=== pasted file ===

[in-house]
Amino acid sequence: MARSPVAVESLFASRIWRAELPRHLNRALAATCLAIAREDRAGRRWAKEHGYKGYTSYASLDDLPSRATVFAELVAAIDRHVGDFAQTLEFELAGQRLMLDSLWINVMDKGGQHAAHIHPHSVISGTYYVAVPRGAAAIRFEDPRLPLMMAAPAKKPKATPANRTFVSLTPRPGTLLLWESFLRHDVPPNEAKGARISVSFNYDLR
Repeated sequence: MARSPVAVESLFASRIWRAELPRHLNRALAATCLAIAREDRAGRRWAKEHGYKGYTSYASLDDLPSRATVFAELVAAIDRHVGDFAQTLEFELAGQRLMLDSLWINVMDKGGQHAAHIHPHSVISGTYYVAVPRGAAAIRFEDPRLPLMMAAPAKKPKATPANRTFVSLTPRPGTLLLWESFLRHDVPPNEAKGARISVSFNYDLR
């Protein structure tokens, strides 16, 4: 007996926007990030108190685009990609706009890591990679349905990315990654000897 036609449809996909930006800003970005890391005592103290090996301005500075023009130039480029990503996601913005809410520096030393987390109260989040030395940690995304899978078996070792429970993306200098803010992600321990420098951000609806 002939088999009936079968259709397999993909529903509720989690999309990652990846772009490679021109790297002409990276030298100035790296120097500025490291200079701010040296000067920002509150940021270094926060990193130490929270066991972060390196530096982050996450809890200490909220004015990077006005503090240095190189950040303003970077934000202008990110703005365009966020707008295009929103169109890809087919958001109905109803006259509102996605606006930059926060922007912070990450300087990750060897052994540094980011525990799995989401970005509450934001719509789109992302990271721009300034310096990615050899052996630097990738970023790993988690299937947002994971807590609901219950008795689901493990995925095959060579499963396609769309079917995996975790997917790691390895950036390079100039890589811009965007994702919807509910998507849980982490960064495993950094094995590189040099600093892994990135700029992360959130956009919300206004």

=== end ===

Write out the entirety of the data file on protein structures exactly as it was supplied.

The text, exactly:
[in-house]
Amino acid sequence: MARSPVAVESLFASRIWRAELPRHLNRALAATCLAIAREDRAGRRWAKEHGYKGYTSYASLDDLPSRATVFAELVAAIDRHVGDFAQTLEFELAGQRLMLDSLWINVMDKGGQHAAHIHPHSVISGTYYVAVPRGAAAIRFEDPRLPLMMAAPAKKPKATPANRTFVSLTPRPGTLLLWESFLRHDVPPNEAKGARISVSFNYDLR
Repeated sequence: MARSPVAVESLFASRIWRAELPRHLNRALAATCLAIAREDRAGRRWAKEHGYKGYTSYASLDDLPSRATVFAELVAAIDRHVGDFAQTLEFELAGQRLMLDSLWINVMDKGGQHAAHIHPHSVISGTYYVAVPRGAAAIRFEDPRLPLMMAAPAKKPKATPANRTFVSLTPRPGTLLLWESFLRHDVPPNEAKGARISVSFNYDLR
């Protein structure tokens, strides 16, 4: 007996926007990030108190685009990609706009890591990679349905990315990654000897 036609449809996909930006800003970005890391005592103290090996301005500075023009130039480029990503996601913005809410520096030393987390109260989040030395940690995304899978078996070792429970993306200098803010992600321990420098951000609806 002939088999009936079968259709397999993909529903509720989690999309990652990846772009490679021109790297002409990276030298100035790296120097500025490291200079701010040296000067920002509150940021270094926060990193130490929270066991972060390196530096982050996450809890200490909220004015990077006005503090240095190189950040303003970077934000202008990110703005365009966020707008295009929103169109890809087919958001109905109803006259509102996605606006930059926060922007912070990450300087990750060897052994540094980011525990799995989401970005509450934001719509789109992302990271721009300034310096990615050899052996630097990738970023790993988690299937947002994971807590609901219950008795689901493990995925095959060579499963396609769309079917995996975790997917790691390895950036390079100039890589811009965007994702919807509910998507849980982490960064495993950094094995590189040099600093892994990135700029992360959130956009919300206004």